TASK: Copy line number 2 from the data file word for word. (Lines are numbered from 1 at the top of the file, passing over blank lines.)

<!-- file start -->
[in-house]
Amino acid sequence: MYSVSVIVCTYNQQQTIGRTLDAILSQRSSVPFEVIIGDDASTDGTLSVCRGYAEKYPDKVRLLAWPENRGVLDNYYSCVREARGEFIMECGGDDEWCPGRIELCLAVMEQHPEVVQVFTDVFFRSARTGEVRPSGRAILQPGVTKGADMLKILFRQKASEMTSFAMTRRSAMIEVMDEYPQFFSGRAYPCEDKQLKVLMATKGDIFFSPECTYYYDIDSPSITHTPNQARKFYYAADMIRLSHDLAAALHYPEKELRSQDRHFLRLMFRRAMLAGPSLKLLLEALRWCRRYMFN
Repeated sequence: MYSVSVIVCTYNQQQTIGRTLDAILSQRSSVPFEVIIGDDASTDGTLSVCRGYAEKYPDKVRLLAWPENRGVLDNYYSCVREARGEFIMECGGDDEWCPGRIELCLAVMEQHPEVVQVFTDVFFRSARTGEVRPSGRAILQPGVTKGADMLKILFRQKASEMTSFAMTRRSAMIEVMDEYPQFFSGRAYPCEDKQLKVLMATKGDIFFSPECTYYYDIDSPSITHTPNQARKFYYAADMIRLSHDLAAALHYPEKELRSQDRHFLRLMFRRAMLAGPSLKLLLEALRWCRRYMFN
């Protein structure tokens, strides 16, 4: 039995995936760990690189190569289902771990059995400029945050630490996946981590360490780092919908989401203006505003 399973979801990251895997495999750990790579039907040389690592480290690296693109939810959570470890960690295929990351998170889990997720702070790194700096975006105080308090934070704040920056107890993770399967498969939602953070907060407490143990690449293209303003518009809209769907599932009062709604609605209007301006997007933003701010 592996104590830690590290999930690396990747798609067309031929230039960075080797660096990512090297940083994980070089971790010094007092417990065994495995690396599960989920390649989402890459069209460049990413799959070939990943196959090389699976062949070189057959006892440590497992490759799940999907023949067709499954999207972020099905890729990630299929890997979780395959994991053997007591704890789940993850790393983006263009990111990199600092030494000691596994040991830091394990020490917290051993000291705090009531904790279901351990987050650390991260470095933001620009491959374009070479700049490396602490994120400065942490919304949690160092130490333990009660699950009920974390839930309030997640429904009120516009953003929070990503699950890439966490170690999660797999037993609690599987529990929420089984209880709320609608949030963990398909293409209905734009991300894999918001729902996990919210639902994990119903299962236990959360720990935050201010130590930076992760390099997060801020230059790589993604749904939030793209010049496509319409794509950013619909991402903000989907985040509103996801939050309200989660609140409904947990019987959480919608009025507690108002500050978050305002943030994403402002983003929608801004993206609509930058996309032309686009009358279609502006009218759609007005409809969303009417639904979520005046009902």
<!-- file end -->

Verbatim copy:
Amino acid sequence: MYSVSVIVCTYNQQQTIGRTLDAILSQRSSVPFEVIIGDDASTDGTLSVCRGYAEKYPDKVRLLAWPENRGVLDNYYSCVREARGEFIMECGGDDEWCPGRIELCLAVMEQHPEVVQVFTDVFFRSARTGEVRPSGRAILQPGVTKGADMLKILFRQKASEMTSFAMTRRSAMIEVMDEYPQFFSGRAYPCEDKQLKVLMATKGDIFFSPECTYYYDIDSPSITHTPNQARKFYYAADMIRLSHDLAAALHYPEKELRSQDRHFLRLMFRRAMLAGPSLKLLLEALRWCRRYMFN